In a new interview, we learn that after almost a decade in the music business, Joe Jonas is 24 and "has control" of his life. But we also get a rare glimpse behind the scenes of Disney, the machine that churns out products for kids, tweens and teens to consume — and how it feels to be one of those products.
All of "My Life as a Jonas Brother" — as told to Jennifer Vineyard — is a compelling read. Joe and his brothers were into two things growing up: Their church and their music. They recorded their first album independently. But later, they were signed by Hollywood Records, a subsidiary of Disney. And when Joe Jonas gets into the Disney stuff, it gets interesting:
Everything completely changed when Disney entered the picture. They were geared toward a younger market, and we had a younger audience, so we started doing some Disney concerts, Disney Christmas concerts, and Disney roller-coaster openings. Then we made a music video for a cover song that we initially didn't want to do because we hadn't written it, called "Year 3000," exclusively for Disney, which led them to start playing the song on Radio Disney and the video on the Disney Channel. Before we knew it, our fan base had exploded.
Disney is huge. A conglomerate with a revenue of over $42 billion. So it's no surprise when a product marketed and pushed by Disney succeeds. But you have to wonder about the personal cost. How much a person's intimate, personal life is controlled by that conglomerate. Joe Jonas opens up a bit about how they monitored his facial hair:
Disney is great at creating fame. They've done it with so many pop stars and young actors, from Hilary Duff to the High School Musical crew. Miley Cyrus played an already-famous pop star on a Disney show, Hannah Montana, and as we were starting to blow up, we got a boost by playing ourselves, as her favorite band on her own show. That was definitely our first major love shown by Disney, and I think it might have been a trial to see whether they should give us a show of our own, and they did. We got a sitcom called Jonas in which we played characters named Kevin, Joe, and Nick Lucas, members of an already-famous band.
But the thing about the show was that some of the writing on it was terrible. It just ended up being some weird slapstick humor that only a 10-year-old would laugh at. They took out the kissing scene that Nick had. I had to shave every day because they wanted me to pretend like I was 16 when I was 20 (when the show was done, I cut my hair off and grew as much of a beard as I could). We went along with it at the time, because we thought Disney was our only real shot, and we were terrified that it could all be taken away from us at any moment.
Joe Jonas attempts to describe the pressure he felt as a Disney product:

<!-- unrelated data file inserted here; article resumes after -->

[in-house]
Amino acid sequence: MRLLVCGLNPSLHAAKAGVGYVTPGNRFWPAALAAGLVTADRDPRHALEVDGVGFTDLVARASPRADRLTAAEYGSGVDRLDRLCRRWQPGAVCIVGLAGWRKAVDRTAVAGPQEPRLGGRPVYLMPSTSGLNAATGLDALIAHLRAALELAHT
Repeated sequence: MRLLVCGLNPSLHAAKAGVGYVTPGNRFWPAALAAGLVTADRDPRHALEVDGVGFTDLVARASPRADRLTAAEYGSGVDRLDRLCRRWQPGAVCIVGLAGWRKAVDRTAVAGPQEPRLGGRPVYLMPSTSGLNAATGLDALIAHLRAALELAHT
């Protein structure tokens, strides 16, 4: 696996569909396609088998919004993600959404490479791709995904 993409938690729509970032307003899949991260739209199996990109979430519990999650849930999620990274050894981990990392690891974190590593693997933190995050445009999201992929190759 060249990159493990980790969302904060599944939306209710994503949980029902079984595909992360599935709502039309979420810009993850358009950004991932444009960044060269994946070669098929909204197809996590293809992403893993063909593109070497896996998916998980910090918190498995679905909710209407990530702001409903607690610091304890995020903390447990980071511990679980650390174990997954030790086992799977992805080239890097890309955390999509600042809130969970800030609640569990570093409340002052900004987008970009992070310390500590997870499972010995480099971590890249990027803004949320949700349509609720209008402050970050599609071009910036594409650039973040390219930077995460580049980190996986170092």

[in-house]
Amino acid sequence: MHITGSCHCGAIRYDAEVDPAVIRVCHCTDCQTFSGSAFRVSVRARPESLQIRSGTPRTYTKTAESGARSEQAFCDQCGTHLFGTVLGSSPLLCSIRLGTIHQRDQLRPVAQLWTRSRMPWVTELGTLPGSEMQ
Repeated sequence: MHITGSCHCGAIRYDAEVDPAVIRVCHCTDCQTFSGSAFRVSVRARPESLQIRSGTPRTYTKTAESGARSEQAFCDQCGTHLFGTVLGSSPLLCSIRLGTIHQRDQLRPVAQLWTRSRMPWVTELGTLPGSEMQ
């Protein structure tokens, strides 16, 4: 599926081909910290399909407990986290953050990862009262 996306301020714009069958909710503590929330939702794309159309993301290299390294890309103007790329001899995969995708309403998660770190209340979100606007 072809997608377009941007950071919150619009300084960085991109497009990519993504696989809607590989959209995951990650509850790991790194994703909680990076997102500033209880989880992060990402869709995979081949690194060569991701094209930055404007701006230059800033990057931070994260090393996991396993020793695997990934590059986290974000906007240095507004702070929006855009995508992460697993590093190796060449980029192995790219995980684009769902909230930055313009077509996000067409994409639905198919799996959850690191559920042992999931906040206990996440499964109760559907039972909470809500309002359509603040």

Being a part of a company like that comes with certain expectations. Not overtly, but there was a subtle vibe. We were working with Disney in 2007 when the Vanessa Hudgens nude-photo scandal happened. We heard that she had to be in the Disney offices for a whole day because they were trying to figure out how to keep her on lockdown. We'd hear execs talking about it, and they would tell us that they were so proud of us for not making the same mistakes, which made us feel like we couldn't ever mess up. We didn't want to disappoint anyone—our parents, our fans, our employers—so we put incredible pressure on ourselves, the kind of pressure that no teenager should be under.
Being extremely careful about his personal behavior included being hyper-vigilant about his love life — another Disney product, in its own way:
One relationship that meant a lot to fans was the one I had with Demi Lovato, who I've known for years. We had been friends forever, we were both Disney kids, and because we played a couple in the Camp Rock Disney Channel specials—and fans liked seeing us together—we eventually dated for a month. I really got to know her and got to see the ins and outs of what she was struggling with, like drug abuse. I felt like I needed to take care of her, but at the same time I was living a lie, because I wasn't happy but felt like I had to stay in it for her, because she needed help. I couldn't express any of that, of course, because I had a brand to protect.
Joe doesn't go too much into his relationship with Taylor Swift, although maybe this is about her? Either way, it exemplifies his inability to experience normal teenage stuff because of Disney and his image:
I used to sneak out and hook up with this one girl in her car, and some rumor came out along the lines of: "Teen pop star seen in the back of a car, in a parking lot, hooking up," and the write-up was kind of explicit. I kept thinking, Oh my God, there's going to be video, there's going to be photos. The girl was also in the business, and we thought we were screwed because we were both working with Disney. It would have been the worst thing we could think of happening to us. But nothing ever came out!
There have been hints, in the past, about the micro-managing that went on with Disney stars like Britney Spears, Justin Timberlake, Ryan Gosling, Vanessa Hudgens and Zac Efron. Love lives manipulated for the benefit of the press. Images torn down and rebuilt. When some of these celebrities "act out," could it be because they were on a leash that was too tight for too long? One might even question whether or not Disney dabbles in literally molding stars — nose job rumors swirl around Britney, Justin, Ryan and Zac.
That said, it's not all misery and heartache. Disney stars have a lot to teach:
The first time I smoked weed was with Demi and Miley. I must have been 17 or 18. They kept saying, "Try it! Try it!" so I gave it a shot, and it was all right.
Image via Joe Jonas's Instagram